Art Deco exhibition in HK showcases 1920s chic
| Art Deco exhibition in HK showcases 1920s chic |
|2019-03-12 08:53 Shenzhen Daily|
AN exhibition featuring the relationship between Art Deco and Chinese art opened in Hong Kong last week at the City University of Hong Kong (CityU).
The exhibition, entitled “Art Deco? The France-China Connection,” traces the origins of Art Deco in France and examines the influence of Chinese arts and craftsmanship on French designers and artisans.
It showcases more than 300 artifacts from museums, institutions and private collectors in France and China’s Hong Kong and Shanghai, including furniture, sculptures, paintings, posters, costumes, ceramic glassware, vases, jewelry, cosmetic cases and more, highlighting the versatility, originality and adaptability of Art Deco designs.
Art Deco, the worldwide art trend in the second decade of the 20th century, originated at the 1925 Paris International Exhibition of Modern Decorative and Industrial Arts. The new style emphasized simple geometric and dynamic shapes and was widely applied in architecture, fashion and luxury products.
Way Kuo, president of CityU, Alexandre Giorgini, consul general of France in Hong Kong and Macao and Emmanuel Breon, curator of the exhibition officiated at the exhibition’s opening ceremony.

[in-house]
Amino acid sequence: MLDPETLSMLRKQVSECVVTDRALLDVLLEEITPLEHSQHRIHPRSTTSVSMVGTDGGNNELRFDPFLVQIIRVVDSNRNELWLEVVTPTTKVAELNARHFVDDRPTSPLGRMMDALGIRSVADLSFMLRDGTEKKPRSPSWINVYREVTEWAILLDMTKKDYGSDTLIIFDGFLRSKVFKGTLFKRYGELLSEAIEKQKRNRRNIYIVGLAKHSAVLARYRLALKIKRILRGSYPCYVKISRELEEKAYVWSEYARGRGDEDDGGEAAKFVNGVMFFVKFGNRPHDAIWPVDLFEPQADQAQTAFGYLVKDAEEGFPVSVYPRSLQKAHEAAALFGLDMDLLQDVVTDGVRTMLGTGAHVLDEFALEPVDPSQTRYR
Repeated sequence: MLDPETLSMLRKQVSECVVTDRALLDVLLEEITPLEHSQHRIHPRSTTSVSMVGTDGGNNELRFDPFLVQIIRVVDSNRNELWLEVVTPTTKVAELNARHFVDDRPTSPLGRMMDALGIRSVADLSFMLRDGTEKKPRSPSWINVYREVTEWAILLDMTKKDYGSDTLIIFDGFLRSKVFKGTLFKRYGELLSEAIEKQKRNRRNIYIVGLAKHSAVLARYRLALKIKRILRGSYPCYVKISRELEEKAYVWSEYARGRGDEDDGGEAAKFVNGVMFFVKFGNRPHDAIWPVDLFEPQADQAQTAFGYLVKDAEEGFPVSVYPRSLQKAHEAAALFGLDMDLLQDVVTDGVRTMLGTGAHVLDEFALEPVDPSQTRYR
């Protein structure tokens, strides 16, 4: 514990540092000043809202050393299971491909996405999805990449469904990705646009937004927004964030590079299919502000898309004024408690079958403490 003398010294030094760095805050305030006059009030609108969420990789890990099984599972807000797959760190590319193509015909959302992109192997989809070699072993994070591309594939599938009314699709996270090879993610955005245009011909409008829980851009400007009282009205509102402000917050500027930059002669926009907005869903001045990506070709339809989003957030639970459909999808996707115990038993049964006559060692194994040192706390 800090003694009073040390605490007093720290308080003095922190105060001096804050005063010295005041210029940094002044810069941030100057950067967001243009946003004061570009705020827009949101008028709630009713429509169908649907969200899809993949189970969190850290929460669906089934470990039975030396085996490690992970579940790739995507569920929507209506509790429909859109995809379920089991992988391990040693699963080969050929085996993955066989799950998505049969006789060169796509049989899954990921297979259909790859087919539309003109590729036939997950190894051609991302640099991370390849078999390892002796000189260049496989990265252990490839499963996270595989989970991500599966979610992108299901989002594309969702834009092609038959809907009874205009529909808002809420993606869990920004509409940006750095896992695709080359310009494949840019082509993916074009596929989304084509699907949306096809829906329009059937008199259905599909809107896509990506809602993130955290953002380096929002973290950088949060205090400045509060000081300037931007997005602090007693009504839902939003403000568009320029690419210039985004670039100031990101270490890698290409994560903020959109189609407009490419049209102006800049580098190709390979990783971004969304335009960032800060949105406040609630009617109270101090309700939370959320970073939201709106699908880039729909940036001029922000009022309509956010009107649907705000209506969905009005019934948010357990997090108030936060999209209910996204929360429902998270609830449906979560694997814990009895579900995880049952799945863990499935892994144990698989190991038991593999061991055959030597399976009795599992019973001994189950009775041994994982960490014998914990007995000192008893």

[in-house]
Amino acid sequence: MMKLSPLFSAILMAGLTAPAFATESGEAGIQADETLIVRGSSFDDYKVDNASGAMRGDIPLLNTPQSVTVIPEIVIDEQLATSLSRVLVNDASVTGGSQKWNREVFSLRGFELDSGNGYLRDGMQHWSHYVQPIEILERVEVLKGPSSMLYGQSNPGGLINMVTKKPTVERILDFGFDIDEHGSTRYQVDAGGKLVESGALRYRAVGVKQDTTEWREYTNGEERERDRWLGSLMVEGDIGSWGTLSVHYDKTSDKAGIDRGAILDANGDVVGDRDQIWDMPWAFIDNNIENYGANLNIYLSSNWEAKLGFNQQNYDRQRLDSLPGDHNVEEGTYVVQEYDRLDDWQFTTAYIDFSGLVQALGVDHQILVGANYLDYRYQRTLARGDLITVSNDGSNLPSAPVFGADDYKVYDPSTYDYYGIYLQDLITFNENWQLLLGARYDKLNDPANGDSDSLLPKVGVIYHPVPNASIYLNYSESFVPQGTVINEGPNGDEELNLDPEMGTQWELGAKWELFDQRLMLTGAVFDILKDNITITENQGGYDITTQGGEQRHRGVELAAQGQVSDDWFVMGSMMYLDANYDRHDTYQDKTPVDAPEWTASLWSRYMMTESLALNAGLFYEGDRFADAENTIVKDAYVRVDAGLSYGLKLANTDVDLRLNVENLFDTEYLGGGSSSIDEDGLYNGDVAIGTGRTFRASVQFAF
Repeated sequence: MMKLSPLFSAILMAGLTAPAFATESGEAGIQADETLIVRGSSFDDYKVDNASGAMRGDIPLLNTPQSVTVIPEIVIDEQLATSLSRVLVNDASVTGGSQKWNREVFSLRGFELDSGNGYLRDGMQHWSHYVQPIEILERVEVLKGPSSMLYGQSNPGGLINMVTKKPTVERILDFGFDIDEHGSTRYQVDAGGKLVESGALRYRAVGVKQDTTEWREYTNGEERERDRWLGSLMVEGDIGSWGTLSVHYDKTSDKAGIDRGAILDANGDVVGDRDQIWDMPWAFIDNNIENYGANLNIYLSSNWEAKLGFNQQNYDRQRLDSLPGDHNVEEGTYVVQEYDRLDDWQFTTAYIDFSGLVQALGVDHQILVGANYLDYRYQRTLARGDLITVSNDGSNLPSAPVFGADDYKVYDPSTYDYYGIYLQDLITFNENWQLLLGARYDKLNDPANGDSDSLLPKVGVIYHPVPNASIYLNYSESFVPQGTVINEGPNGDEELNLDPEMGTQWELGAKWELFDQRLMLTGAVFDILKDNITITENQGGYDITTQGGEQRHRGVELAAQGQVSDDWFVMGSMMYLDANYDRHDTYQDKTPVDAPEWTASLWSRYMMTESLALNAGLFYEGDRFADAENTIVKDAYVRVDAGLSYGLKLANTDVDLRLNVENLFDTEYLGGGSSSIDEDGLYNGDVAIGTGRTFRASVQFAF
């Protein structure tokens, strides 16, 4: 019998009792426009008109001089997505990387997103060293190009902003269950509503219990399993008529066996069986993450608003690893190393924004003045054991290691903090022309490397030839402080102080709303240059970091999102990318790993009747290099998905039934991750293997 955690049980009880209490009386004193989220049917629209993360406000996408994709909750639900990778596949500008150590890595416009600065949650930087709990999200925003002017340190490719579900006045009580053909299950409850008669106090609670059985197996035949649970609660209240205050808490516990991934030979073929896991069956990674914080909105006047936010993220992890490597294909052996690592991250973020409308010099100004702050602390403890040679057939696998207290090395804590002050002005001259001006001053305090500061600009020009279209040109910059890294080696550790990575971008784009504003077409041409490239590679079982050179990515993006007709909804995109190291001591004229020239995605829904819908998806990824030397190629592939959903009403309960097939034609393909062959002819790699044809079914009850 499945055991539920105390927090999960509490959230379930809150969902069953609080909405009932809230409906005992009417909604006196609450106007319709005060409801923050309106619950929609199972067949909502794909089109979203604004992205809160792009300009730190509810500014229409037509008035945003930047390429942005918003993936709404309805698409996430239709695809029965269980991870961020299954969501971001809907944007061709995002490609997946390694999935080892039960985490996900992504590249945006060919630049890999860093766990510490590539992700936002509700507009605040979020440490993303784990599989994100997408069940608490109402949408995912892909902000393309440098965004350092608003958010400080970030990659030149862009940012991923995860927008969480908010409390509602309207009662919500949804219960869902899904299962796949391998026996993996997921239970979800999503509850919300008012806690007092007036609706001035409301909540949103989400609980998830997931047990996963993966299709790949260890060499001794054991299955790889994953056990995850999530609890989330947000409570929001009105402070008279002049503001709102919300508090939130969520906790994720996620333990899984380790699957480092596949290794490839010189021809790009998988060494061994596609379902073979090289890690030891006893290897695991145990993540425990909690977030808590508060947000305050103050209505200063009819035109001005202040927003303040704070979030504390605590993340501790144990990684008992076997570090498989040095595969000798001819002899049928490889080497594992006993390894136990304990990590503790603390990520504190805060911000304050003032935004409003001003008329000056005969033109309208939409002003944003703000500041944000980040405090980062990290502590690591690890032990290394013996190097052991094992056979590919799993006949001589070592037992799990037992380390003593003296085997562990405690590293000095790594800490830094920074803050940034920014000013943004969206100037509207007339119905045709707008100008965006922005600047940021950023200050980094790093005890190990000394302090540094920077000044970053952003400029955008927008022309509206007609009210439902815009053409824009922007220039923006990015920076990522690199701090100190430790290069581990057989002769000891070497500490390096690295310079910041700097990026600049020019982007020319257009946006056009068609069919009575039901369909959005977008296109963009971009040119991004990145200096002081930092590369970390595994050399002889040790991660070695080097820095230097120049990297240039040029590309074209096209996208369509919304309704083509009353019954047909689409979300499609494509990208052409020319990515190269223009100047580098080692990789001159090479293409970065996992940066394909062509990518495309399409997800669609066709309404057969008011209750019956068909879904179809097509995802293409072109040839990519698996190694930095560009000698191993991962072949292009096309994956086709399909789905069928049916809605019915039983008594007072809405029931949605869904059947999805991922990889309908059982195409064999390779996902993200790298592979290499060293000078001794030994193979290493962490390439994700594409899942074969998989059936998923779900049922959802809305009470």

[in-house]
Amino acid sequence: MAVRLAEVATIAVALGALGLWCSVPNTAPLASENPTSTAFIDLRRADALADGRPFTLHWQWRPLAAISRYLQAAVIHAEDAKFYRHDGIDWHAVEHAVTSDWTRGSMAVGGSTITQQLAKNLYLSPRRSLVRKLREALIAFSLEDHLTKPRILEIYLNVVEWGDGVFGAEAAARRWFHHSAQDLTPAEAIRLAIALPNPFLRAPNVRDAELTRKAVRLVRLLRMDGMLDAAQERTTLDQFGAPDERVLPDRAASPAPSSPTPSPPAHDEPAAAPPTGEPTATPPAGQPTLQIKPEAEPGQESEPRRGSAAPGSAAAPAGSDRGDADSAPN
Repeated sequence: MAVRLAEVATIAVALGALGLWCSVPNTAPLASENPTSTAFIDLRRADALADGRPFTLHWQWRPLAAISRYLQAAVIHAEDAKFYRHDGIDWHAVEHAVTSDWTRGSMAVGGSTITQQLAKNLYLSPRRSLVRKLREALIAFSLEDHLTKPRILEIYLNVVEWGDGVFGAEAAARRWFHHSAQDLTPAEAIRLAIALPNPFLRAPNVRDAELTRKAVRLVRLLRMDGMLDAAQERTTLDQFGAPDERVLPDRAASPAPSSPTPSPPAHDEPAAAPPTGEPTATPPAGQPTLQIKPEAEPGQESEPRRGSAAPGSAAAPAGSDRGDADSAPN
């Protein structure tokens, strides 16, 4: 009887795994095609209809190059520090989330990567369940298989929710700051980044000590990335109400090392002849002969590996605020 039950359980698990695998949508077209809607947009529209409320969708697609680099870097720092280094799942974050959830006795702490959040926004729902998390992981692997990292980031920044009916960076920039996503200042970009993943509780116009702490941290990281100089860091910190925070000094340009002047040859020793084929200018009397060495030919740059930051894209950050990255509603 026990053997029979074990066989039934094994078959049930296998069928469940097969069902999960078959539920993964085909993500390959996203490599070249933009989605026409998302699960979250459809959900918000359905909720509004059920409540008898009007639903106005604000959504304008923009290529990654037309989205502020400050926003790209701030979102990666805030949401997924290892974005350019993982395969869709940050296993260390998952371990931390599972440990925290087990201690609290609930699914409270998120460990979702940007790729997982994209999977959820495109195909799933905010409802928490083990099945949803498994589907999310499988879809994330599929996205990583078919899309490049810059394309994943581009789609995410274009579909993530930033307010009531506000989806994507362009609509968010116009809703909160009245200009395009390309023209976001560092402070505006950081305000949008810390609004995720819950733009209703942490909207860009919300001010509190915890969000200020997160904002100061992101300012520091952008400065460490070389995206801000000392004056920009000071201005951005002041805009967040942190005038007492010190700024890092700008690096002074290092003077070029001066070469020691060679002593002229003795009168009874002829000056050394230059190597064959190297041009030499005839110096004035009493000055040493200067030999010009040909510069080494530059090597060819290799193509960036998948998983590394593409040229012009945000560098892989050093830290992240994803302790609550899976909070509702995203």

In his welcome remarks, Kuo said China and France were historically very close and that artistic inspiration from both countries had generated various kinds of decorative arts. In the exhibition, CityU has combined art and technology to make the precious exhibits even more exciting, Kuo added.
Expressing his appreciation for participating in the exhibition, Giorgini said that Art Deco was the first global art style and it has had a profound influence between France and China.
Among the many highlights are a bas-relief facade by Maurice Picaud (Pico), an artistic vase designed by Pierre Patout, a French evening dress including intricate geometric patterns, and a beautiful dressing table designed by a Shanghainese artisan.
The exhibition runs until June 30.